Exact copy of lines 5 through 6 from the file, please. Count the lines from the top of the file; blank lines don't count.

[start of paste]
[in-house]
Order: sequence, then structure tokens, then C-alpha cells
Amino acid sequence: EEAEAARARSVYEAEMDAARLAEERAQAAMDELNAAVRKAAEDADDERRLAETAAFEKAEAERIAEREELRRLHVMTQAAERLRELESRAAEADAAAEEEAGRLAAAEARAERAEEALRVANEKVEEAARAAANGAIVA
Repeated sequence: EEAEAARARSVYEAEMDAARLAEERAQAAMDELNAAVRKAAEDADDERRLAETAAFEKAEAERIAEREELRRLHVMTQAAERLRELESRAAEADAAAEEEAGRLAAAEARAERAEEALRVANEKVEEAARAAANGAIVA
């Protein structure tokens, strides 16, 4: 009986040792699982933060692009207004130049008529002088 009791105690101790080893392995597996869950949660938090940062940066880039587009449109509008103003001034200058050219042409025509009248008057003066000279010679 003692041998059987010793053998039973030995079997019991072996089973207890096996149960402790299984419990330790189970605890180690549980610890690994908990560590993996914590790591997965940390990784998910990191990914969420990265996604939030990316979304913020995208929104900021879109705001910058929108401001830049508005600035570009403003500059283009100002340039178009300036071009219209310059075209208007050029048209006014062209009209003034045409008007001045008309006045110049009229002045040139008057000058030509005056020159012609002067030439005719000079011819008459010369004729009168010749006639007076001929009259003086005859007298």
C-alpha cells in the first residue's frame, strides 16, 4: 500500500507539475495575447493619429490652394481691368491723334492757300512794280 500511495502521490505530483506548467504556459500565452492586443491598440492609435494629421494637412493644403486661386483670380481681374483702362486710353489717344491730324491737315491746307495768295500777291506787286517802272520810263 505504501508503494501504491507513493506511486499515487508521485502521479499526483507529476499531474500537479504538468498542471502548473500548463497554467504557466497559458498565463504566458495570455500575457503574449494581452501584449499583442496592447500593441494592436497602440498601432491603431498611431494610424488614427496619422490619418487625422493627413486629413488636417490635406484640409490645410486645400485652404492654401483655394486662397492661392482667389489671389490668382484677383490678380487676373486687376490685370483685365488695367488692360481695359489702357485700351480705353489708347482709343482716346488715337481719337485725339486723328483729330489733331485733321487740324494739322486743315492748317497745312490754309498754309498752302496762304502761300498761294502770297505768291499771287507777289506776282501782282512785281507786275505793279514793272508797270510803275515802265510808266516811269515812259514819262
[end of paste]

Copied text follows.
């Protein structure tokens, strides 16, 4: 009986040792699982933060692009207004130049008529002088 009791105690101790080893392995597996869950949660938090940062940066880039587009449109509008103003001034200058050219042409025509009248008057003066000279010679 003692041998059987010793053998039973030995079997019991072996089973207890096996149960402790299984419990330790189970605890180690549980610890690994908990560590993996914590790591997965940390990784998910990191990914969420990265996604939030990316979304913020995208929104900021879109705001910058929108401001830049508005600035570009403003500059283009100002340039178009300036071009219209310059075209208007050029048209006014062209009209003034045409008007001045008309006045110049009229002045040139008057000058030509005056020159012609002067030439005719000079011819008459010369004729009168010749006639007076001929009259003086005859007298």
C-alpha cells in the first residue's frame, strides 16, 4: 500500500507539475495575447493619429490652394481691368491723334492757300512794280 500511495502521490505530483506548467504556459500565452492586443491598440492609435494629421494637412493644403486661386483670380481681374483702362486710353489717344491730324491737315491746307495768295500777291506787286517802272520810263 505504501508503494501504491507513493506511486499515487508521485502521479499526483507529476499531474500537479504538468498542471502548473500548463497554467504557466497559458498565463504566458495570455500575457503574449494581452501584449499583442496592447500593441494592436497602440498601432491603431498611431494610424488614427496619422490619418487625422493627413486629413488636417490635406484640409490645410486645400485652404492654401483655394486662397492661392482667389489671389490668382484677383490678380487676373486687376490685370483685365488695367488692360481695359489702357485700351480705353489708347482709343482716346488715337481719337485725339486723328483729330489733331485733321487740324494739322486743315492748317497745312490754309498754309498752302496762304502761300498761294502770297505768291499771287507777289506776282501782282512785281507786275505793279514793272508797270510803275515802265510808266516811269515812259514819262